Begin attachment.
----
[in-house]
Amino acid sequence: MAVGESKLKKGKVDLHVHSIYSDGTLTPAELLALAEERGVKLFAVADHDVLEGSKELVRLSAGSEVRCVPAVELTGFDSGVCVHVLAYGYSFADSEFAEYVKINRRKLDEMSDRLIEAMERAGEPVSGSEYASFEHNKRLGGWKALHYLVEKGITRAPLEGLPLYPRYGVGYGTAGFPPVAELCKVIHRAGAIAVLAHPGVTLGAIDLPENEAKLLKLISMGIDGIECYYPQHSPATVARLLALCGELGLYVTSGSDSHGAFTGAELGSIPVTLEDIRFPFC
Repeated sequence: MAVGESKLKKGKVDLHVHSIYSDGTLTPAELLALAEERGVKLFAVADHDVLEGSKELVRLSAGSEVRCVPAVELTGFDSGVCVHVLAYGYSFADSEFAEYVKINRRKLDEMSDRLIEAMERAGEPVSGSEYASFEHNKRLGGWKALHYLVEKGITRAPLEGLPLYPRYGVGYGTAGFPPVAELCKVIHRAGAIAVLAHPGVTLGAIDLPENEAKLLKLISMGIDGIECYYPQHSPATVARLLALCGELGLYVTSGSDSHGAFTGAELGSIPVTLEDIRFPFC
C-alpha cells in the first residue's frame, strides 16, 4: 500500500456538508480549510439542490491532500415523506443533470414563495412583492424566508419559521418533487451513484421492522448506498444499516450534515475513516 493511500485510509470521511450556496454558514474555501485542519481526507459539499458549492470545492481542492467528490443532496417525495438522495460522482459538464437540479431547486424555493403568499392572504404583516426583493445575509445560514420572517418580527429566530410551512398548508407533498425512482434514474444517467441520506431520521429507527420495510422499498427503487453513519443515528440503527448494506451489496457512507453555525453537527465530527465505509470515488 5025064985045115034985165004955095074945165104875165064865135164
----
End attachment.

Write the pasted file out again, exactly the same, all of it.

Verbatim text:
[in-house]
Amino acid sequence: MAVGESKLKKGKVDLHVHSIYSDGTLTPAELLALAEERGVKLFAVADHDVLEGSKELVRLSAGSEVRCVPAVELTGFDSGVCVHVLAYGYSFADSEFAEYVKINRRKLDEMSDRLIEAMERAGEPVSGSEYASFEHNKRLGGWKALHYLVEKGITRAPLEGLPLYPRYGVGYGTAGFPPVAELCKVIHRAGAIAVLAHPGVTLGAIDLPENEAKLLKLISMGIDGIECYYPQHSPATVARLLALCGELGLYVTSGSDSHGAFTGAELGSIPVTLEDIRFPFC
Repeated sequence: MAVGESKLKKGKVDLHVHSIYSDGTLTPAELLALAEERGVKLFAVADHDVLEGSKELVRLSAGSEVRCVPAVELTGFDSGVCVHVLAYGYSFADSEFAEYVKINRRKLDEMSDRLIEAMERAGEPVSGSEYASFEHNKRLGGWKALHYLVEKGITRAPLEGLPLYPRYGVGYGTAGFPPVAELCKVIHRAGAIAVLAHPGVTLGAIDLPENEAKLLKLISMGIDGIECYYPQHSPATVARLLALCGELGLYVTSGSDSHGAFTGAELGSIPVTLEDIRFPFC
C-alpha cells in the first residue's frame, strides 16, 4: 500500500456538508480549510439542490491532500415523506443533470414563495412583492424566508419559521418533487451513484421492522448506498444499516450534515475513516 493511500485510509470521511450556496454558514474555501485542519481526507459539499458549492470545492481542492467528490443532496417525495438522495460522482459538464437540479431547486424555493403568499392572504404583516426583493445575509445560514420572517418580527429566530410551512398548508407533498425512482434514474444517467441520506431520521429507527420495510422499498427503487453513519443515528440503527448494506451489496457512507453555525453537527465530527465505509470515488 5025064985045115034985165004955095074945165104875165064865135164